A few minutes later, the pharmacist came to the window. He passed me a long swab (sorry, I forgot to measure it!) that was sealed in plastic packaging. He also gave me a vial containing some type of liquid. Saline, I guess. I asked him what it was, but, again, crackly speaker.

There’s a video that Rite Aid put out that tells you what to expect from their do-it-yourself COVID-19 test. But the video doesn’t really show you what it’s all about.

What you have to do is take that long swab and shove it way up one of your nostrils, as the pharmacist explained to me, the same way that a tech at one of the regular testing facilities would do to you. I looked at that swab and thought, There is no way that I am getting half of this thing up there. I laughed uncomfortably at the mere idea. But then up it started to go.

I pushed and pushed and pushed, suddenly feeling sensations in my sinuses that I never felt before, because I never had anything shoved up that far.

Once half of the swab had disappeared up my nasal canal, the pharmacist instructed me to spin it around between my fingers a few times to be sure that the end was getting lots of contact with whatever the hell is up there. Then he told me that I had to leave it up there for 15 seconds. Once the time was up, I ever so gently and slowly removed it. The sensations of removal were uncomfortable and unpleasant in their own way.

I thought I was done. But nooooooo.

It turns out that you have to do the whole thing a second time in your other nostril. And so I did. As I sat there in my car with this swab jammed up the second nostril, I got a bit of an audience when some young boys playing in the Rite Aid parking lot took notice. They had a good laugh.

After I pulled the swab from the second nostril, the pharmacist told me to break the swab in half and put the swabbed half into the vial, with the money end submerged in the liquid. Alas, I couldn’t manage to do this without spilling the liquid into my lap.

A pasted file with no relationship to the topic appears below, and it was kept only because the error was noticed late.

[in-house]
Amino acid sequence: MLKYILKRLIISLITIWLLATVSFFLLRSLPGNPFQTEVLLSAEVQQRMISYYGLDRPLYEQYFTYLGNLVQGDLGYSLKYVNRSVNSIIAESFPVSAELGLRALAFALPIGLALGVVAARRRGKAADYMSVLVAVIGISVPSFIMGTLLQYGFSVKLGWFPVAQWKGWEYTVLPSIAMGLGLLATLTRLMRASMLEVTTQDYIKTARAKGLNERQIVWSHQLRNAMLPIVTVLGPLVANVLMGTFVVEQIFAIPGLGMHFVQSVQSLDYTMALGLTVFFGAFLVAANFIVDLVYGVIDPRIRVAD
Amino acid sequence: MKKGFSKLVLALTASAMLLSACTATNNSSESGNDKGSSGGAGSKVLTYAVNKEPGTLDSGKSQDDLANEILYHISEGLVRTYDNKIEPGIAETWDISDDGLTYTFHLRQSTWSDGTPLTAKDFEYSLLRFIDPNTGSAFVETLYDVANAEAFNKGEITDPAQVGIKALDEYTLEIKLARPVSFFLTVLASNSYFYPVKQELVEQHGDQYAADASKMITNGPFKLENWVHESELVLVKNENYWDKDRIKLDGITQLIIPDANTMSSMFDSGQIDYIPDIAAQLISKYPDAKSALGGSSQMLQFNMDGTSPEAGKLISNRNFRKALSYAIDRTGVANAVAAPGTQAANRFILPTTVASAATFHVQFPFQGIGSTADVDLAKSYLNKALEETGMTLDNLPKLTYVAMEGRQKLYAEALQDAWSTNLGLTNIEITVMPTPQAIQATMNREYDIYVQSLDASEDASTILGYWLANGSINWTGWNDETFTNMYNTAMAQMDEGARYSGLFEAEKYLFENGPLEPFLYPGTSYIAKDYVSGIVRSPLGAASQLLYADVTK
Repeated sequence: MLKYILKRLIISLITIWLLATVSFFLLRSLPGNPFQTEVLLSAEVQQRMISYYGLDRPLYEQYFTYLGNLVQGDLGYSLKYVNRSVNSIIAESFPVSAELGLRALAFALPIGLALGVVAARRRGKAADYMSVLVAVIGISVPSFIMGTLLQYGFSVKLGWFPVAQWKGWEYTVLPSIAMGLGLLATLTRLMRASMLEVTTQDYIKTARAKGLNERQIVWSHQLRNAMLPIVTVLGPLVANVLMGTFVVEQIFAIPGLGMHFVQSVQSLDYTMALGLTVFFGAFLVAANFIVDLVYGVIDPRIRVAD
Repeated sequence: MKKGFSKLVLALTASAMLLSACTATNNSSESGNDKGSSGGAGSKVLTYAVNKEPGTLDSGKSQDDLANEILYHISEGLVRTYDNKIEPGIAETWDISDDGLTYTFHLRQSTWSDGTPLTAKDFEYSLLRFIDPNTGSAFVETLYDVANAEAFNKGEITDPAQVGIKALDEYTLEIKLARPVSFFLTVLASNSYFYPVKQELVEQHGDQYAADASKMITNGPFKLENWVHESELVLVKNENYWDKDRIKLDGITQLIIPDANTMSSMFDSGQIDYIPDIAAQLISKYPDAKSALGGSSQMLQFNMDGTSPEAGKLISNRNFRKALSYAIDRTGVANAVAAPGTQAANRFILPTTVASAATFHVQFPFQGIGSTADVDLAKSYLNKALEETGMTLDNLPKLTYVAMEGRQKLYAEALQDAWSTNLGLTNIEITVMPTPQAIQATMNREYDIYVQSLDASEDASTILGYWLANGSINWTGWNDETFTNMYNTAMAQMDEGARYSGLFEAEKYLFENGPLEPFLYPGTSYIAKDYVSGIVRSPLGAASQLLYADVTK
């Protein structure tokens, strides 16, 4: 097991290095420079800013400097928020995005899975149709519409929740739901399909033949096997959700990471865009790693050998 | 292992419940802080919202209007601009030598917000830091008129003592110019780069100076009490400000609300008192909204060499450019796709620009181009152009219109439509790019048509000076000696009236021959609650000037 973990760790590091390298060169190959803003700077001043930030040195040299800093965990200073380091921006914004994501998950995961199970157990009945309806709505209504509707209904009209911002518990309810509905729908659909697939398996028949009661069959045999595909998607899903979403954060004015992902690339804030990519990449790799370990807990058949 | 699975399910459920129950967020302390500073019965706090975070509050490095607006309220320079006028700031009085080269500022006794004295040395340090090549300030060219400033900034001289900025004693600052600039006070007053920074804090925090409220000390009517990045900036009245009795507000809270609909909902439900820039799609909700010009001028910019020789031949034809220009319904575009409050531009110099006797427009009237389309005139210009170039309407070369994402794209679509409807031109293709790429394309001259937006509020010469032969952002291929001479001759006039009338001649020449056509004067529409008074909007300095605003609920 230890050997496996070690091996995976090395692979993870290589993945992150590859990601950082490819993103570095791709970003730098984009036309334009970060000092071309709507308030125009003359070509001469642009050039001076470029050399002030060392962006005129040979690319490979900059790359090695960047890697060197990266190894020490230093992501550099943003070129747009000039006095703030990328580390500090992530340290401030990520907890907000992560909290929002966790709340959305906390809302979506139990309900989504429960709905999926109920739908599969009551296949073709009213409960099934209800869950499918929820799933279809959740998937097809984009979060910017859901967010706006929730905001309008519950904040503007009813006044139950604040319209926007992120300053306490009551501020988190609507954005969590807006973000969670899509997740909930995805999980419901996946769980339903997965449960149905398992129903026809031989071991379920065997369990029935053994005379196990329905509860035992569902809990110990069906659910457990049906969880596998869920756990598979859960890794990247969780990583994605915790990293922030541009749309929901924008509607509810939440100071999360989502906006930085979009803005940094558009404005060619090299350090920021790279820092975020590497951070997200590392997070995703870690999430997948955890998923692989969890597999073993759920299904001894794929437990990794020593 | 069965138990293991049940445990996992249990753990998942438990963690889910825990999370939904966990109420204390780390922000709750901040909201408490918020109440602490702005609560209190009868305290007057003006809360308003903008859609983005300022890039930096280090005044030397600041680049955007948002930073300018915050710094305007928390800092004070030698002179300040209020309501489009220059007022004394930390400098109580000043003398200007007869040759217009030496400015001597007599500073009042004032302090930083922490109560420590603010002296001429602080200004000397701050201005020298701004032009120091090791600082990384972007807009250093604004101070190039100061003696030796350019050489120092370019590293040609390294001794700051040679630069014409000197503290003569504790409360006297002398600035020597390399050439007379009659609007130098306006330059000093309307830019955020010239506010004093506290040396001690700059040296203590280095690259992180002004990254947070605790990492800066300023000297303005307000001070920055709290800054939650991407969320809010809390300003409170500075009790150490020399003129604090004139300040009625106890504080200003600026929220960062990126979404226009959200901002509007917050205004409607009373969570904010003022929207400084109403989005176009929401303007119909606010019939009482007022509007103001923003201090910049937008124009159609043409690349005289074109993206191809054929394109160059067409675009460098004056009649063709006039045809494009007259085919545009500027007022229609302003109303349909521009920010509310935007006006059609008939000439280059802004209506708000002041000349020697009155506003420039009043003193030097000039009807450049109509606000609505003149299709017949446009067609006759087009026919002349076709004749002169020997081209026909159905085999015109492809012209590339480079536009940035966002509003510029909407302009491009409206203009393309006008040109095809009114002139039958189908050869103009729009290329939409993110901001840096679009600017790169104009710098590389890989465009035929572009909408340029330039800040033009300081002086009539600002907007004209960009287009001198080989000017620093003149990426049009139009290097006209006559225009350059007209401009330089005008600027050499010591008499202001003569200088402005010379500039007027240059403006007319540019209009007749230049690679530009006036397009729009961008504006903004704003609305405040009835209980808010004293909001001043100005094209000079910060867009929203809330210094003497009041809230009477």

“You spilled the whole thing?” asked the pharmacist.

I nodded.

“I’ll have to give you another one,” he said.

“Another swab?!” I asked.

“No, no,” he replied. “Another vial.”

Phew.

He passed me another vial, and I slid the swab into it, this time without incident. I passed the vial back to him and bid him adieu.

And then I brought Jamaican food home to the family, and we all ate jerk chicken and curried goat while watching a video of me giving myself the COVID-19 test. (No, I am not showing it to you. You’re welcome.) My daughter was totally grossed out. My son was cracking up.

As for my wife, she didn’t have much to say other than that the curried goat was better than the jerk chicken. Well, that and the obvious: “When do you get the results?” (Answer: I should get an email two to five days after the test.)

When all was said and done, I was in and out of that Rite Aid drive-thru in less than 10 minutes. There was no line. And, last time I checked, there seemed to be plenty of available time slots at the various Rite Aid locations in the region. Those are the pros.

On the con side, the only thing I would say is that if you’re a really squeamish person and the idea of having to slide a long swab way up into your sinuses makes you squirm beyond belief, Rite Aid’s do-it-yourself COVID-19 test might not be for you. Like ripping a Band-Aid or surgical tape or sticky electrodes off of an area of your body that’s got a bunch of hair on it, sometimes it’s just easier and less psychologically traumatizing to have somebody else do it for you.